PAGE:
How do you tell whether a cat is alive or dead without looking directly at it? Simple. Let a mouse run past its nose and see what happens. In the 9 December Physical Review Letters, a group of physicists reports taking this strategy a step further, to test whether a cat is both dead and alive.
This peculiar cat is a metaphorical creature imagined by Austrian physicist Erwin Schrödinger, who pictured a cat shut in a box with a radioactive atom that has a 50-50 chance of decaying in an hour. If the atom decays, it kills the cat. If it doesn't, the cat lives. This setup is supposed to transfer the atom's indeterminate state to the cat, leaving it neither dead nor alive but straddling both states: dead and alive. In the macroscopic world of real cats and mice, this cat could never be detected. A ubiquitous process known as decoherence would instantly destroy the quantum superposition, making the cat dead or alive, but certainly not both.
But in the microscopic world, the dead-and-alive cat persists for long enough for the right sort of mouse to detect it, says Serge Haroche, a physicist at the École Normale Superieure (ENS) in Paris. "You should have one probability for the mouse to escape if the cat is alive and another one--presumably larger--if the cat is dead," he says. With the cat in a quantum superposition--both dead and alive--these probabilities combine in an effect called quantum interference.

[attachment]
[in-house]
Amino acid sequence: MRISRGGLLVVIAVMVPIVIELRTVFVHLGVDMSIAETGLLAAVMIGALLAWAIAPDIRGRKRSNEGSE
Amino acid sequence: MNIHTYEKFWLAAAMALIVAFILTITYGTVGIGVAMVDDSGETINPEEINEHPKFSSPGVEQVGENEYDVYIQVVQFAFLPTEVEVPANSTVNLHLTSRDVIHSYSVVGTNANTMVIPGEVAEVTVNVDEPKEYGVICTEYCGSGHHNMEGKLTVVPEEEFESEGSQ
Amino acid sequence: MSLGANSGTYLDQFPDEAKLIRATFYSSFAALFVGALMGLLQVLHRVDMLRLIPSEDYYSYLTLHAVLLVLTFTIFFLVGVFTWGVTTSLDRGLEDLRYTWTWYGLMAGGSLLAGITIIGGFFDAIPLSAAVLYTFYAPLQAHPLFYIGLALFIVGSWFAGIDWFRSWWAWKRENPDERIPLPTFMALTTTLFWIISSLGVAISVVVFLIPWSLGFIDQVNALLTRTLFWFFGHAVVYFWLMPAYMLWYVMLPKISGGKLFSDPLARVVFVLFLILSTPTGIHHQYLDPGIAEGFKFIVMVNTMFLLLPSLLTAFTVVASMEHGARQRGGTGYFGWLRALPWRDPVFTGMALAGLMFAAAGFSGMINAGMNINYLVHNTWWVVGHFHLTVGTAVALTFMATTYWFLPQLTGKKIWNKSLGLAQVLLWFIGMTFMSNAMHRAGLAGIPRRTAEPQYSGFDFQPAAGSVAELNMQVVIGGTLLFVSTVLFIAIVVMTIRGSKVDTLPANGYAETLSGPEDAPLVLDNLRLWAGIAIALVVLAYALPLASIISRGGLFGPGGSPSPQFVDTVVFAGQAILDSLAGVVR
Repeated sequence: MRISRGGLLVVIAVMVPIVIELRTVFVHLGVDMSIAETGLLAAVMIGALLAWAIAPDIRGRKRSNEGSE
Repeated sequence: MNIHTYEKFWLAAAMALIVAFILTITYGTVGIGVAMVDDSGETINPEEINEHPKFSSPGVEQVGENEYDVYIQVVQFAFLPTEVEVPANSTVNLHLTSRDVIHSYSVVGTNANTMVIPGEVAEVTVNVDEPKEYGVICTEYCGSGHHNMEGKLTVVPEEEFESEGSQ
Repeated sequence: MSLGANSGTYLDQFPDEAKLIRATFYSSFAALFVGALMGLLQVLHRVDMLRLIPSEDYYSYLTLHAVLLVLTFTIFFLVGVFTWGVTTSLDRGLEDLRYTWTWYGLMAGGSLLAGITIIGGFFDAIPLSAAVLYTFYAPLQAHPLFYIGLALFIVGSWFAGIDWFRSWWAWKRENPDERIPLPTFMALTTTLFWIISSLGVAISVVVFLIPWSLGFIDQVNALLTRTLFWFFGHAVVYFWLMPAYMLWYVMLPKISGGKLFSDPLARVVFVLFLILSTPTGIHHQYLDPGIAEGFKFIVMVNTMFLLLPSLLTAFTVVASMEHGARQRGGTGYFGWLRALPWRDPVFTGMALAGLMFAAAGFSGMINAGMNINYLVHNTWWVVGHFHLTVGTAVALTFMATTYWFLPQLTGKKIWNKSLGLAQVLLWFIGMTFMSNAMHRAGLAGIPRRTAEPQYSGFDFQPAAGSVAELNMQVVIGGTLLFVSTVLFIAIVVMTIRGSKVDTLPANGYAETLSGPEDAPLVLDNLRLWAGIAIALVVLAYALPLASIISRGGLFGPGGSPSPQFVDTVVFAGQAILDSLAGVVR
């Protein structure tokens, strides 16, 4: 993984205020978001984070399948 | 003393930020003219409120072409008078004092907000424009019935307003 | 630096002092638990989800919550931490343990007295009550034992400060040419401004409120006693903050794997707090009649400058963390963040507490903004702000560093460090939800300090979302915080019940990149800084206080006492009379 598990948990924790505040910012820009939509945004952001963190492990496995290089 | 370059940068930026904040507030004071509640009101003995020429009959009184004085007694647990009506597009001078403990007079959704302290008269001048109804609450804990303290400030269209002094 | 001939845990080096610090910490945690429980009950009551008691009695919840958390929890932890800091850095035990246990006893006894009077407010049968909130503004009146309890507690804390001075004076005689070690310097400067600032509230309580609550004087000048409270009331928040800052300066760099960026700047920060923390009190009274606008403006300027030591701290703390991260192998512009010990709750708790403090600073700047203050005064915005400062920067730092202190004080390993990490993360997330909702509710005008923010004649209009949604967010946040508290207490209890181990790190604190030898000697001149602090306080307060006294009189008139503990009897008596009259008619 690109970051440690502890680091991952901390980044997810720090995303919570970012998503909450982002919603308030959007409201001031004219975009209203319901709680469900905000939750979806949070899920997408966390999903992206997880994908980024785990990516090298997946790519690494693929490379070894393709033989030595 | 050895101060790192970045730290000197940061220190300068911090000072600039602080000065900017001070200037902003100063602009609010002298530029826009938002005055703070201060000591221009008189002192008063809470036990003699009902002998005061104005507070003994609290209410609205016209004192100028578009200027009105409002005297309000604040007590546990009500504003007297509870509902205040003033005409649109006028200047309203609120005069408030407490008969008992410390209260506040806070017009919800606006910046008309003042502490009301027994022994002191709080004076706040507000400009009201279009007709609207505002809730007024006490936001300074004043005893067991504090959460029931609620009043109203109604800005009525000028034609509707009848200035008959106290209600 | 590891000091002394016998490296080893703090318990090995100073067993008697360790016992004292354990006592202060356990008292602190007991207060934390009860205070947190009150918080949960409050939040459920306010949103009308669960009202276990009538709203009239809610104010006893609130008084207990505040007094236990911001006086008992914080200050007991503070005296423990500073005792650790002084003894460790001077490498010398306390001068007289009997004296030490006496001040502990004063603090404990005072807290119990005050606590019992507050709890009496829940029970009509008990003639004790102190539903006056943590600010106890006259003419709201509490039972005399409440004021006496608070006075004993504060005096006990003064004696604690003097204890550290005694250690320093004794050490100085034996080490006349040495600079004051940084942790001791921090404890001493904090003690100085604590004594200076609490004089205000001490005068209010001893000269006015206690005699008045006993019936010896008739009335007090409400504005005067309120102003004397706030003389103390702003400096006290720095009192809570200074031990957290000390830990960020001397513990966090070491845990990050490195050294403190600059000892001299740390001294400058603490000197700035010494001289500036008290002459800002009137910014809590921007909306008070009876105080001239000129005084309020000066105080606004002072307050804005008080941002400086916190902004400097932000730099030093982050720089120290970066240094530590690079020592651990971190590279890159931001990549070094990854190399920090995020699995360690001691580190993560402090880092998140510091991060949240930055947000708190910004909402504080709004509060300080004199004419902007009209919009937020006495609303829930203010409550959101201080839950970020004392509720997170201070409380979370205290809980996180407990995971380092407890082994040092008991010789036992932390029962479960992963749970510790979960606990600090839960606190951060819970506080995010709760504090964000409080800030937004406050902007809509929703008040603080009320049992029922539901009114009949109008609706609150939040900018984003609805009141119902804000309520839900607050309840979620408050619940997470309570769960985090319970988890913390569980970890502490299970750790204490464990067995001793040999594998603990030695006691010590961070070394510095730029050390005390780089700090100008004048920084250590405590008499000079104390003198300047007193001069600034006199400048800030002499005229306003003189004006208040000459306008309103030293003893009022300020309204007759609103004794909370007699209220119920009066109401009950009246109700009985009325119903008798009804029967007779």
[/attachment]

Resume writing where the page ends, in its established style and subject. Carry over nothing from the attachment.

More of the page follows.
Haroche and his colleagues created a Schrödinger's cat consisting of a few microwave photons in an indeterminate quantum state and sent in a mouse--an atom prepared so that it could react to the dead-and-alive state of the cat. Investigators have caught glimpses of Schrödinger's cat before, but the atomic mouse allowed the ENS group to monitor its condition: to see how long the quantum superposition survived before collapsing into one state or the other.
"The experiment is one of the first very controlled measurements of decoherence," says physicist Chris Monroe of the National Institute of Standards and Technology, who has also been involved in creating laboratory versions of Schrödinger's cat. The ENS experiment marks the beginning of exploration of the weird and mysterious "transition from quantum to classical," adds Wojciech Zurek of the Los Alamos National Laboratory. This is territory that is attracting technological interest as researchers discuss tapping into the quantum world for computation and cryptography. "What [Haroche and colleagues] have established now is only a beachhead," he says.